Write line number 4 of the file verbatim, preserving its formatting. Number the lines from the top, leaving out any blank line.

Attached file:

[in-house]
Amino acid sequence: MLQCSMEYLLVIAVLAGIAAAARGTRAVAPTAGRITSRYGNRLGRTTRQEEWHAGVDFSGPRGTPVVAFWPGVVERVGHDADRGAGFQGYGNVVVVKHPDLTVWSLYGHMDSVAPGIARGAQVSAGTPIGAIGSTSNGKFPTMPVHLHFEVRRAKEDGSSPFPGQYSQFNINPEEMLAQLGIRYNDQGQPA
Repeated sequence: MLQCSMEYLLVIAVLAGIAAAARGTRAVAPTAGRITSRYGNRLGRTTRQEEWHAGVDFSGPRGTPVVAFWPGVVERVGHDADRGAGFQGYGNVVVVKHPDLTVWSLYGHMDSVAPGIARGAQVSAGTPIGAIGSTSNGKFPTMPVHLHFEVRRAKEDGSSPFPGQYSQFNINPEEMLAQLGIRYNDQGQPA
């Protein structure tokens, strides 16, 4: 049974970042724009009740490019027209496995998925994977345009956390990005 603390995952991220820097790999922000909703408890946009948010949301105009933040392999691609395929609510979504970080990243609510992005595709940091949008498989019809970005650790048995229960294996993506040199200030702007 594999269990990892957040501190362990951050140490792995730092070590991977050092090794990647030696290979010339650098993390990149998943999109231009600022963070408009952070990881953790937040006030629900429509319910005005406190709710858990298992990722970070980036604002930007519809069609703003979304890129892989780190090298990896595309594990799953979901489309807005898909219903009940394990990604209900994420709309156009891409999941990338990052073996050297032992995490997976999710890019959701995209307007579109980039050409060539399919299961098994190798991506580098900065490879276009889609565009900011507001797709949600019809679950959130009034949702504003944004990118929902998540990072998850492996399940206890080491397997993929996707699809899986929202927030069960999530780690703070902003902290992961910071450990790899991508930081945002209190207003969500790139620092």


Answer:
């Protein structure tokens, strides 16, 4: 049974970042724009009740490019027209496995998925994977345009956390990005 603390995952991220820097790999922000909703408890946009948010949301105009933040392999691609395929609510979504970080990243609510992005595709940091949008498989019809970005650790048995229960294996993506040199200030702007 594999269990990892957040501190362990951050140490792995730092070590991977050092090794990647030696290979010339650098993390990149998943999109231009600022963070408009952070990881953790937040006030629900429509319910005005406190709710858990298992990722970070980036604002930007519809069609703003979304890129892989780190090298990896595309594990799953979901489309807005898909219903009940394990990604209900994420709309156009891409999941990338990052073996050297032992995490997976999710890019959701995209307007579109980039050409060539399919299961098994190798991506580098900065490879276009889609565009900011507001797709949600019809679950959130009034949702504003944004990118929902998540990072998850492996399940206890080491397997993929996707699809899986929202927030069960999530780690703070902003902290992961910071450990790899991508930081945002209190207003969500790139620092």